Technical Analysis 101: The Head and Shoulders Pattern

There are still traders that refuse to subscribe to technical analysis.

But after 20 years of using it, I can tell you from experience, it works beautifully. 

In fact, it’s an important tool because it chronicles price trends. 

By being away of those trends, you can better react to market changes and better manage your risk.  It can also help you time your trade.  And, if you can successfully time your trade, you become more disciplined and successful as a trader.

To date, we’ve spoken about many of the popularly used technical tools.

However, there is one that we haven’t spoken about much.  That’s the H&S pattern (or the head and shoulders pattern) – which derives its name from the picture it paints on a chart. They’re typically found after an uptrend.  And its completion – full shoulders and head – can mark the potential for a trend reversal.

The pattern consists of three peaks.


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The middle peak is the head, which is the highest peak.  To the left and right of that peak are the two smaller peaks, which form the shoulders.  The lows of each peak can then be connected to form what’s known as the neckline, or the support line.

There are still traders that refuse to subscribe to technical analysis.

But after 20 years of using it, I can tell you from experience, it works beautifully.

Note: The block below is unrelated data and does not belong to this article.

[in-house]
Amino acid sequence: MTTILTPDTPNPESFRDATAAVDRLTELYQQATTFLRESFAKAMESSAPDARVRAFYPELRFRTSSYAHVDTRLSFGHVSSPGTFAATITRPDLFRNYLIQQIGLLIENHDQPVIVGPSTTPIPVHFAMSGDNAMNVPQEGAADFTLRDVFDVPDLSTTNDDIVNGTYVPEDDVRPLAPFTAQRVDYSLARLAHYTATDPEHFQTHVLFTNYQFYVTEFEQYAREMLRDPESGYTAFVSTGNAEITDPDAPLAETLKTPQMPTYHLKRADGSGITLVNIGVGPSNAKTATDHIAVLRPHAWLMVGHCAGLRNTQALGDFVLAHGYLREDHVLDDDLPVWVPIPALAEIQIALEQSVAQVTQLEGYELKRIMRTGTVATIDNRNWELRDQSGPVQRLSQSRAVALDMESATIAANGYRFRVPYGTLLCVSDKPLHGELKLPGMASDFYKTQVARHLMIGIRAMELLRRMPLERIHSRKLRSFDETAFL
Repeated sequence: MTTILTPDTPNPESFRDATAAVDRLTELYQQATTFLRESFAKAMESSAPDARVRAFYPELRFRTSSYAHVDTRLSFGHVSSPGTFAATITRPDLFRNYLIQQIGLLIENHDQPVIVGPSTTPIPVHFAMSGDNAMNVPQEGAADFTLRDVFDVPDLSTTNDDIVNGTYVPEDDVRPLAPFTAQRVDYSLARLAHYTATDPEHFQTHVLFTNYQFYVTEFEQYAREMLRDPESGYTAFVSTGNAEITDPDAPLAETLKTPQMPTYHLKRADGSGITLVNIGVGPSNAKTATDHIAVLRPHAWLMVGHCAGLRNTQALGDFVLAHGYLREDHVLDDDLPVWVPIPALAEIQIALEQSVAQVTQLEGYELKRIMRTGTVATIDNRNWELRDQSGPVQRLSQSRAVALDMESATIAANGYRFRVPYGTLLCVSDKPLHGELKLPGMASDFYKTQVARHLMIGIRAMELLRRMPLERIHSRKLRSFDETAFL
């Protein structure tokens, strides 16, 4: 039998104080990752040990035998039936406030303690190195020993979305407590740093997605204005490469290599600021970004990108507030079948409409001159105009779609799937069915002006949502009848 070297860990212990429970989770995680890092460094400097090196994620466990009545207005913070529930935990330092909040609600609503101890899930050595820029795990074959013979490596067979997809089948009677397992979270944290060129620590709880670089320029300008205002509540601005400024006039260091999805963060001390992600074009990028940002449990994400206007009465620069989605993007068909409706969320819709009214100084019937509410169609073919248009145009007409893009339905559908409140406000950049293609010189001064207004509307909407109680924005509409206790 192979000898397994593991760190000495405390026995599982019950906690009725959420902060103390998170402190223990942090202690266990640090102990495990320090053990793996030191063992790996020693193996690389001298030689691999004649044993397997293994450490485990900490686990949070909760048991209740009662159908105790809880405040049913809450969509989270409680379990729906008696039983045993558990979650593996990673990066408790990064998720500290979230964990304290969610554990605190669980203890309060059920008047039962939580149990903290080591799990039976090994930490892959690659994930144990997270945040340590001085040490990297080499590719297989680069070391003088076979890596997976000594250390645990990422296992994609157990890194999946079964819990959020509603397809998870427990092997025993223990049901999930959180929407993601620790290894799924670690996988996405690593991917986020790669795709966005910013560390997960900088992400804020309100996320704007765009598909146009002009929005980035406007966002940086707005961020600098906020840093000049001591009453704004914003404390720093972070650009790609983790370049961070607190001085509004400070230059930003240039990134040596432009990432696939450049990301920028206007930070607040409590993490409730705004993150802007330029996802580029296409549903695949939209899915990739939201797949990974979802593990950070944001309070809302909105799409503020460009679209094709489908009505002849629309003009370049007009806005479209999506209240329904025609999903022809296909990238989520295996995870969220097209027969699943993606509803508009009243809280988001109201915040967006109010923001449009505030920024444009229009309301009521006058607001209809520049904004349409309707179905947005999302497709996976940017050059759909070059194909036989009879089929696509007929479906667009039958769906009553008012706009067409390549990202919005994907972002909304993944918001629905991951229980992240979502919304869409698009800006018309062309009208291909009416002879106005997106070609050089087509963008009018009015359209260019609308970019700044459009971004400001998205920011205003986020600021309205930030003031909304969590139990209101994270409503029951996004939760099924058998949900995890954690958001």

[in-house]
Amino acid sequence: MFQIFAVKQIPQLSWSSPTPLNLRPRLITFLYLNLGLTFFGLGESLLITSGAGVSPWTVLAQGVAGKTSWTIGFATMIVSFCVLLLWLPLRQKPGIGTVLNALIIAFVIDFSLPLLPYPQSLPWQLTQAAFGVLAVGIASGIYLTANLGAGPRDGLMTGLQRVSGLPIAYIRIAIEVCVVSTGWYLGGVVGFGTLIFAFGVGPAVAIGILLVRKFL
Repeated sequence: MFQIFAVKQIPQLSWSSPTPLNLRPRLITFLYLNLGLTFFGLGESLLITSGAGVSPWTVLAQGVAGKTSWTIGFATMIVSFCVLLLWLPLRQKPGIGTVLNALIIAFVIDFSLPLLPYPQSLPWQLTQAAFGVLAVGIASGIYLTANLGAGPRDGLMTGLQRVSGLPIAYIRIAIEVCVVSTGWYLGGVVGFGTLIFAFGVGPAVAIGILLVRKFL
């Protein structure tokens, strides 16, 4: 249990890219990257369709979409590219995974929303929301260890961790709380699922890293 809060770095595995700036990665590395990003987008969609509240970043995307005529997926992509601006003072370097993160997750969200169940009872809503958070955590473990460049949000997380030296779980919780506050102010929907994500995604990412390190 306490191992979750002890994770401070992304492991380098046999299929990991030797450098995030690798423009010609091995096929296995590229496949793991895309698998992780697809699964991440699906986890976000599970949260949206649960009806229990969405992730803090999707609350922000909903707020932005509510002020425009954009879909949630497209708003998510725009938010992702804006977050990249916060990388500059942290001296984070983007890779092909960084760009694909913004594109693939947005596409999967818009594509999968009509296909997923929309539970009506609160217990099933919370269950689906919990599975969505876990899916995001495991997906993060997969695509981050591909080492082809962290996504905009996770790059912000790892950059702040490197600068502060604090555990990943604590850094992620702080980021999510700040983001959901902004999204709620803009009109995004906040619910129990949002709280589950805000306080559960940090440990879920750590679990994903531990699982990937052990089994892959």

In fact, it’s an important tool because it chronicles price trends. 

By being away of those trends, you can better react to market changes and better manage your risk.  It can also help you time your trade.  And, if you can successfully time your trade, you become more disciplined and successful as a trader.

To date, we’ve spoken about many of the popularly used technical tools.

However, there is one that we haven’t spoken about much.  That’s the H&S pattern (or the head and shoulders pattern) – which derives its name from the picture it paints on a chart. They’re typically found after an uptrend.  And its completion – full shoulders and head – can mark the potential for a trend reversal.

The pattern consists of three peaks.

The middle peak is the head, which is the highest peak.  To the left and right of that peak are the two smaller peaks, which form the shoulders.  The lows of each peak can then be connected to form what’s known as the neckline, or the support line.


Learn the Best Chart Patterns from Veteran Traders. Apply What
You've Learned and Get Paid To Trade! Learn How Here